Dimitris Tsakaleas, Lida Vartzioti • Réalisateurs de Sad Girl Weekend
“Ça nous intéresse vraiment de parler des difficultés auxquelles on est tous confrontés à l’entrée dans l’âge adulte”
par Laurence Boyce
- Nous avons interrogé Dimitris Tsakaleas et Lida Vartzioti sur leur court-métrage Sad Girl Weekend, sélectionné dans le cadre de l’initiative Future Frames de l'EFP
Cet article est disponible en anglais.
Meeting at the School of Film Studies at the Aristotle University of Thessaloniki, directors Dimitris Tsakaleas and Lida Vartzioti worked behind the camera on various school projects and discovered that, whilst their cinematic tastes were different, that they had similar creative visions. Deciding to collaborate, their first film together was Yawth (2018), part of a trilogy, which screened at the lies of Drama and Thessaloniki
Sad Girl Weekend, the second part of their trilogy, screens as part of this year’s EFP Future Frames taking place during Karlovy Vary’s Eastern Promises. The film follows friends from secondary school who are moving on to new phases of their life and a final weekend spent together becomes a eulogy for times past.
We caught up with Tsakaleas and Vartzioti to ask about the influences on the film and working with a young cast
Cineruopa: Sad Girl Weekend is part of a trilogy. Can you tell us more about it?
Dimitris Tsakaleas, Lida Vartzioti: With our films we are really interested in talking about the coming of age problems we all face as we are growing up. Yawth, Sad Girl Weekend and Good Girls Club are part of the Uncool Trilogy, a series of films that follow female characters as they are coping with their everyday growing up pains. Yawth talks about the social media generation, Sad Girl Weekend deals with the goodbyes that we say to our university life after we graduate and Good Girls Club – still at financing stage - talks about the end of the high school years and the first steps to adulthood.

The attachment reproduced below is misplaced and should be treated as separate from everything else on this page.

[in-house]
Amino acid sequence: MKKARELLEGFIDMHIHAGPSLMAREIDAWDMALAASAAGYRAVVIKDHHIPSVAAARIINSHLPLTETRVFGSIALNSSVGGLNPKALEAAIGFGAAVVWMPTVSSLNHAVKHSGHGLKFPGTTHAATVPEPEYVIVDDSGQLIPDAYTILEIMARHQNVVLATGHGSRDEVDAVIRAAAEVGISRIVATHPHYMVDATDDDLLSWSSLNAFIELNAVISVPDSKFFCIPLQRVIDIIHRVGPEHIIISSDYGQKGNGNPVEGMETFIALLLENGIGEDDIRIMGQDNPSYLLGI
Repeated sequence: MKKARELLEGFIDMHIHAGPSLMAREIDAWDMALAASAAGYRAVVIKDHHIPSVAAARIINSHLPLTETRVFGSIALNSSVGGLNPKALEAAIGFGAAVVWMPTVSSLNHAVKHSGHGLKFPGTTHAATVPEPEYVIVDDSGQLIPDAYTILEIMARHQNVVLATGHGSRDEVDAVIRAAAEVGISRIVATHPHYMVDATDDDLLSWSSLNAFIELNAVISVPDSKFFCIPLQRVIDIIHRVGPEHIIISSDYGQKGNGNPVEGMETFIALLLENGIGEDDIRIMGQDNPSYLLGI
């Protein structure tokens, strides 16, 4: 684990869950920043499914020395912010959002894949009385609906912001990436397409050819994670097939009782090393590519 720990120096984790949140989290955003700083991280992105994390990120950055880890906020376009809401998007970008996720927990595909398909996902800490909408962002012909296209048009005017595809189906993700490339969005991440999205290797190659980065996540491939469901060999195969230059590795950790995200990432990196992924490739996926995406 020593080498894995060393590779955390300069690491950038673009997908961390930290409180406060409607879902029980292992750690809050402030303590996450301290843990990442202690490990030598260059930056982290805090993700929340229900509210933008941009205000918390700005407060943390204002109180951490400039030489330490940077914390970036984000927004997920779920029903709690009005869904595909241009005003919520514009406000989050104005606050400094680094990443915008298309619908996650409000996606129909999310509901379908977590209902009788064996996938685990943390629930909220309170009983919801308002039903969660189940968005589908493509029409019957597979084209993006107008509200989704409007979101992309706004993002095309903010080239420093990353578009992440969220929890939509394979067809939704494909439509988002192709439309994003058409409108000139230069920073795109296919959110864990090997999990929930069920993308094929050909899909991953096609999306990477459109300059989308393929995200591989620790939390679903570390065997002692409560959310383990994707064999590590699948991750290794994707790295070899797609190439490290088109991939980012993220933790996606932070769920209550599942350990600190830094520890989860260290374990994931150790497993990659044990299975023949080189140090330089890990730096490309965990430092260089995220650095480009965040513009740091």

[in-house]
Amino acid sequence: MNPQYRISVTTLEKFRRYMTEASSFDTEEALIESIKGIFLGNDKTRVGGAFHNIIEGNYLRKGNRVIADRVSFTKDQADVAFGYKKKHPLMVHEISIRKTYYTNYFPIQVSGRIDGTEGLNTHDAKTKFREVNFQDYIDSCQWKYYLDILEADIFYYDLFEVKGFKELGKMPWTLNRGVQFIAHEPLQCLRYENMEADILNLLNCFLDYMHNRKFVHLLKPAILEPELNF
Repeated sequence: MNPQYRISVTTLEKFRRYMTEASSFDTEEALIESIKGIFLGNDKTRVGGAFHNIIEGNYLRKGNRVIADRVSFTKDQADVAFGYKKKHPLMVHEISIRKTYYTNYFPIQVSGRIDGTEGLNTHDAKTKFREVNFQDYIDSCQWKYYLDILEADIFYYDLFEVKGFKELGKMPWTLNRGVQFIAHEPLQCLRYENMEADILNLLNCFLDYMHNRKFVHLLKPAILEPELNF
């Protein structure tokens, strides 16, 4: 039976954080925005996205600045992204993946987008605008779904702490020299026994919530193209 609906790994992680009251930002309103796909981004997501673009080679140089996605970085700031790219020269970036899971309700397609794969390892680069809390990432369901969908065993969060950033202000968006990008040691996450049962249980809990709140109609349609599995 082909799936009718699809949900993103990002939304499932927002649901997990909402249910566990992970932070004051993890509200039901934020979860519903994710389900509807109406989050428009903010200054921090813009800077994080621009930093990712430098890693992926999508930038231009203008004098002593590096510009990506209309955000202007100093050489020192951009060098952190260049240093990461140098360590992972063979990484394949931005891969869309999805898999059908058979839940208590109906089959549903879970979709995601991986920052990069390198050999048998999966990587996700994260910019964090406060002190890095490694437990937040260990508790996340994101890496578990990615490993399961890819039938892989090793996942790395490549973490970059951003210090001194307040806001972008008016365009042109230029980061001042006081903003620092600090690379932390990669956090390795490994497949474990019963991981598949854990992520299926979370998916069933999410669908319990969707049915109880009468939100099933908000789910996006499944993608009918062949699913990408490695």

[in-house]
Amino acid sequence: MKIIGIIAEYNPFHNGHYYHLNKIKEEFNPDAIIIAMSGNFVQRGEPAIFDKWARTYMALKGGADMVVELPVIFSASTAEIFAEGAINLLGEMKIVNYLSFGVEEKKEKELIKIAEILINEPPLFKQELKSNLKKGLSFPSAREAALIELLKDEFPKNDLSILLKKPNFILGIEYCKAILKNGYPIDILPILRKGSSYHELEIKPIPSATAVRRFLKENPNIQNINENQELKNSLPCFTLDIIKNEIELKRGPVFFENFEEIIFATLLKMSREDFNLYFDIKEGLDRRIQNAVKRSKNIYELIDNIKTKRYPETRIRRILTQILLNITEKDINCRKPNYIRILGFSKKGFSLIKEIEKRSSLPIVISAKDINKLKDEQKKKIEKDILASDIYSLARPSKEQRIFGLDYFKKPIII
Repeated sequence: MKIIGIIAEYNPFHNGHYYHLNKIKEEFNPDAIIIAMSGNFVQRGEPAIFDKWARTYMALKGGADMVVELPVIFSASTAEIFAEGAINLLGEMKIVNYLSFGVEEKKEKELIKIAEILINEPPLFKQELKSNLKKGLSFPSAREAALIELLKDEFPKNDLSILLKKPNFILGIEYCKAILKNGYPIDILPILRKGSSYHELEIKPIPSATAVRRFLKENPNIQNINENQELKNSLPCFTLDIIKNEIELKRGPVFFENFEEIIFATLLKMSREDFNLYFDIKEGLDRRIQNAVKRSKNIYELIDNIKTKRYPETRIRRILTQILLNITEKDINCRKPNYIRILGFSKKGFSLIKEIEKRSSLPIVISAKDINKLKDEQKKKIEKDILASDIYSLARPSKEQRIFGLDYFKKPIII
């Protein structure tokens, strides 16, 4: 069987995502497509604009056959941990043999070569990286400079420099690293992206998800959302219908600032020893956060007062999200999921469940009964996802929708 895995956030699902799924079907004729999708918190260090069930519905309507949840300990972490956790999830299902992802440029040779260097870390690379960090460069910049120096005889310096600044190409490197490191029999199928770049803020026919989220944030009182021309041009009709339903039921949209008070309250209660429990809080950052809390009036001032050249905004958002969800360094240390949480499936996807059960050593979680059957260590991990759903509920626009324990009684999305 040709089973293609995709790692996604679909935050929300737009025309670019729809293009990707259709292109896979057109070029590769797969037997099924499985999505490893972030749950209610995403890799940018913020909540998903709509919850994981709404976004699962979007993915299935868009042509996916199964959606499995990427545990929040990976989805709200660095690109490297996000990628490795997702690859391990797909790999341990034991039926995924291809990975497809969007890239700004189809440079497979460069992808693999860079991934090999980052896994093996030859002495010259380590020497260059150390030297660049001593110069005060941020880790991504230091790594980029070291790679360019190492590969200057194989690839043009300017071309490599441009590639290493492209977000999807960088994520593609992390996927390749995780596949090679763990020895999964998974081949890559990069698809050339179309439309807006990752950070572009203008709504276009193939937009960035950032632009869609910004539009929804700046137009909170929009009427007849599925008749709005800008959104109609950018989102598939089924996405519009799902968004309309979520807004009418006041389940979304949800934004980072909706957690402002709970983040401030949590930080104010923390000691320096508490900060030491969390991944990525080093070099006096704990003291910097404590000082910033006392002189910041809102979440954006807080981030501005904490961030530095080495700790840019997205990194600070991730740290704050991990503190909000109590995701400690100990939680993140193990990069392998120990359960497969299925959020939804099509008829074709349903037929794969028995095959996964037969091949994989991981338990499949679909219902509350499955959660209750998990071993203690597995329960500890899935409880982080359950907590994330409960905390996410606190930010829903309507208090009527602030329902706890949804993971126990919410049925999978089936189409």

How did you go about finding and working with your young cast?
It is really hard finding the right actors, especially when you are talking about growing up pains. We knew from the start that casting would be really difficult and important for this story. We couldn’t be more blessed with our three girls that brought the Sad Girl Weekend story to life. With Georgina Liossi, we worked together in our first short film Yawth and we fell in love with her presence on screen and her work ethic. We saw Elsa Lekakou in Christos Massalas’ award winning short film Copa–Loca and she was captivating! Last but not least, we saw Natasa Exintaveloni’s work on film and TV and we were huge fans of the persona she has created on her social media platforms and thought that the way she uses comedy and humour was something that we needed in our story.
We started working with the three girls together, doing meditation exercises, and creating the past that the characters share together. It was a long process and we discussed a lot about the transitional phases everyone confronts one way or another in the process of growing up.
Who influenced your style and this film in particular?
Our influences vary: films, music, Instagram and Tumblr posts. Sofia and Gia Coppola’s directing style are things that we really appreciate. Teenage and university comedies as well as romantic films give us a lot of inspiration. Films like The Breakfast Club, Mean Girls, Superbad, Booksmart and Lady Bird had a huge influence on the way we handle our stories.
Specifically, for Sad Girl Weekend, our main goal was to achieve the aesthetic of a present that coexists with the past and the future. We were thinking that it would be great to visualize Elli’s emotions through the mise–en–scene, like the film consisted of postcards from the past. Elli is coming to terms with the fact her best friends are leaving to study abroad but she is not ready to say goodbye to her lifestyle and start growing up.
You’re taking part in Future Frames: what are your hopes and expectations for EFP’s event?
It would be a blast to have the chance of being there in person, but we are delighted as well to bring Karlovy Vary into our homes via all the zoom meetings. Being a directing duo feels like it’s us against the world, it gets pretty rough at times since creating the same vision is a difficult process that needs a lot of talking and understanding, but we are excited to bring our Sad Girls to Karlovy Vary.
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